Contacts are definitely as challenging as you can imagine but we are beyond thankful for them. If you’ve ever had the frustrating job of clipping a toddler’s toe nails or snot sucking a sick child, times that frustration by about a million and you can  kind of get an idea of what it’s like to regularly change, clean and re-insert contacts. I wish I could say the contacts have gotten much easier with time but they’ve only brought new challenges as Thomas has gotten older. He’s less tolerant of us messing with his eyes and is exposed to more activities that keep our anxiety levels at an all time high (ex: water play at school, swimming, etc.).

But through it all we are extremely grateful and blessed that God chose us to be Thomas’s parents. And we’re learning that God has prepared Matt and I our entire lives for all that this journey entails. Thank you all for the prayers and support for our little man. It definitely has not been easy (another post is in the works on how we’ve learned to cope, grieve and find joy in this journey) but we wouldn’t trade it for the world.



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Lizzie Simantz

Sunday 28th of August 2016

Thomas is an amazing little boy and you and Matt are amazing parents! I can't even imagine how this is but you're right, God chose you two to be his parents and I think he made the best choice! :)

Julie @ Just the Joy's

Saturday 27th of August 2016

So great to hear! I'll be praying for him! What a trooper that little guy!!!


Friday 26th of August 2016

You're strong girl! Such a good mama


Thursday 25th of August 2016

I've been following along for quite some time. My husband had surgery a few years ago and had to have a second shortly after and now has perfectly aligned eyes! Our 5 year old has intermittent and has been patched for 4 years. She was put in glasses almost a year ago and we go back in November and will very likely go ahead and have her surgery done while she's on Christmas break from preschool. There are so many people with this problem and I'm not sure they have the resources to get it fixed. I am so glad that you do. Thomas is a lucky dude ;) Good luck on the surgery and please keep us updated!


Wednesday 24th of August 2016

I'm so glad he's doing so well. I just can't imagine trying to put contacts in his eyes. Poor little man!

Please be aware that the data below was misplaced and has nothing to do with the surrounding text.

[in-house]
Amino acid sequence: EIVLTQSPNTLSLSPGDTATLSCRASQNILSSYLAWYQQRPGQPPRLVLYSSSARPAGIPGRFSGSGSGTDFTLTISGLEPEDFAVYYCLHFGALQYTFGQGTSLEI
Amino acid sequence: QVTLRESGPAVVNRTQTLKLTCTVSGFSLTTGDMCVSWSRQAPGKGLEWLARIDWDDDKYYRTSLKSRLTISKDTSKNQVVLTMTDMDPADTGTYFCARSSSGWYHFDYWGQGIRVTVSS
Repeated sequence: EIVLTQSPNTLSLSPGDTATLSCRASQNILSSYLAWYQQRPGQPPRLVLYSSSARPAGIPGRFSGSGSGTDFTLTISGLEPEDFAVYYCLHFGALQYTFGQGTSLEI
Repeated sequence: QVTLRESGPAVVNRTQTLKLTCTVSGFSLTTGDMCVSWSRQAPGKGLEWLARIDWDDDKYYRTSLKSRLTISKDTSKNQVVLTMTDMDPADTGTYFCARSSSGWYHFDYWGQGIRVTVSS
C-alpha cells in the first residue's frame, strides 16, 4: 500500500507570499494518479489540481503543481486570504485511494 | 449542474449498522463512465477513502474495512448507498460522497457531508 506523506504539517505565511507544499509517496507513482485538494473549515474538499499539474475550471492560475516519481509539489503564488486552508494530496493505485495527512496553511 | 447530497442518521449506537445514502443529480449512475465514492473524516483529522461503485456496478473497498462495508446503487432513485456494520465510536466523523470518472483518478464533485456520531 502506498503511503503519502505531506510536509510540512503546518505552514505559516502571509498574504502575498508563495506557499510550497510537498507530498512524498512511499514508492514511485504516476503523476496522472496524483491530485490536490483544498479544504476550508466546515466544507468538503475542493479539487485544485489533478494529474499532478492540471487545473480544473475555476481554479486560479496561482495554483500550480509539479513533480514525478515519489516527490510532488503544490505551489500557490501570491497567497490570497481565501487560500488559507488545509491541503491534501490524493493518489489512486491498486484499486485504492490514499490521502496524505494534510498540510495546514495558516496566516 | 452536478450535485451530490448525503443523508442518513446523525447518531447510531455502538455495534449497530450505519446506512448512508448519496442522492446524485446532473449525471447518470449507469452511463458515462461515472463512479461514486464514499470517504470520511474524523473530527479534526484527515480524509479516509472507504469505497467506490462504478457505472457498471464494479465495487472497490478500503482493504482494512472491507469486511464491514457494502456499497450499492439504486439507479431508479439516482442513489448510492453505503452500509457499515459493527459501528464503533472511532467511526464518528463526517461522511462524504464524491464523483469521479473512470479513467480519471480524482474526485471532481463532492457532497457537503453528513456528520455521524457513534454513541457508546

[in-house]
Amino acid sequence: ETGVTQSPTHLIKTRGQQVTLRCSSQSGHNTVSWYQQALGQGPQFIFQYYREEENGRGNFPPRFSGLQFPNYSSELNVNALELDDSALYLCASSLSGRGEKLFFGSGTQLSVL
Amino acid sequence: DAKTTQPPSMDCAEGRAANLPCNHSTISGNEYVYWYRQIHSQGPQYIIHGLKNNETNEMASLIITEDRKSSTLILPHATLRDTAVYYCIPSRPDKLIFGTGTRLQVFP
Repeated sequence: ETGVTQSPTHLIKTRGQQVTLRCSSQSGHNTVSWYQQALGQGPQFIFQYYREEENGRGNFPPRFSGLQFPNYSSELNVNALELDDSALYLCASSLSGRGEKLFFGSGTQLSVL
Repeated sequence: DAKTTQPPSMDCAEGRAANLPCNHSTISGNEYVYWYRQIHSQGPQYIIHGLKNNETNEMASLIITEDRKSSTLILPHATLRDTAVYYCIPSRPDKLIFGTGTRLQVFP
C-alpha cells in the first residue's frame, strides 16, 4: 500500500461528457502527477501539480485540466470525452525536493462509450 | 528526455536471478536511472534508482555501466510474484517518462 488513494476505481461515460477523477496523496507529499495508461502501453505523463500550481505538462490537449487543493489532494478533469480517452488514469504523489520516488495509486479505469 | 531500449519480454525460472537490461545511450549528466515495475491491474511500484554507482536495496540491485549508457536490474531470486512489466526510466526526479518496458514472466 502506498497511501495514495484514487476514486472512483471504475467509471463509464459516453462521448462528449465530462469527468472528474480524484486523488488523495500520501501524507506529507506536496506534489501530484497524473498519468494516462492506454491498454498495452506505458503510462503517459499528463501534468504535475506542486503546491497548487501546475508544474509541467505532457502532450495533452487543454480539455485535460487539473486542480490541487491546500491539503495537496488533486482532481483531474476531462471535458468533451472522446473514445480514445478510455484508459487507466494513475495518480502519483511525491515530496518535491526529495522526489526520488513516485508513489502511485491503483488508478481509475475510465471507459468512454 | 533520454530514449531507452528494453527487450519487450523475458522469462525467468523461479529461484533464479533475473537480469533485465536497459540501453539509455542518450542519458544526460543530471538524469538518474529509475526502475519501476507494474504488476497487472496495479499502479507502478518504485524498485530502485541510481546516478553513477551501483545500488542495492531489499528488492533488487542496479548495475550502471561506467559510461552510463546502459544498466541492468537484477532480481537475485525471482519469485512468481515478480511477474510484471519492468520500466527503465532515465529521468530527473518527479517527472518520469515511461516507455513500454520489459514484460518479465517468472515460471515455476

An Update on Thomas

Wow. I don’t even know how to adequately thank you all for the love, support, encouragement and prayers you’ve sent our way. Through my post yesterday I met so many brave mamas, received tons of doctor recommendations, connected with others who are also on this same journey and felt an overwhelming peace from the prayers. I wish I could respond to each and every comment but the truth is when we aren’t at the doctors office I spend most of my time snuggling my little man in one arm while researching or updating our family with the other. I’m so thankful this blog allows me to reach so many of my friends at once too so I can spend that time focusing on Thomas.

Although we’re facing a pretty significant long term challenge, I can’t help but think about all of the mothers who have and will sit in the same exact chair during a well visit in my pediatricians office and receive much worse news than cataracts. My perspective has definitely changed quite a bit and I haven’t stopped praising God for Thomas’ overall health. This could have been worse. Much worse. 

So an update since I last popped in…

I awoke yesterday in a blissful mood before the reality of the day before hit me all over again. We had spent much of the night researching bilateral congenital cataracts and tried to envision what this new normal will be like. After digesting all of the overwhelming information we had received, I felt a tug at my heart to get a second opinion before our surgery this Friday. Without a doubt, this tug was a direct result from the prayers you all have been praying.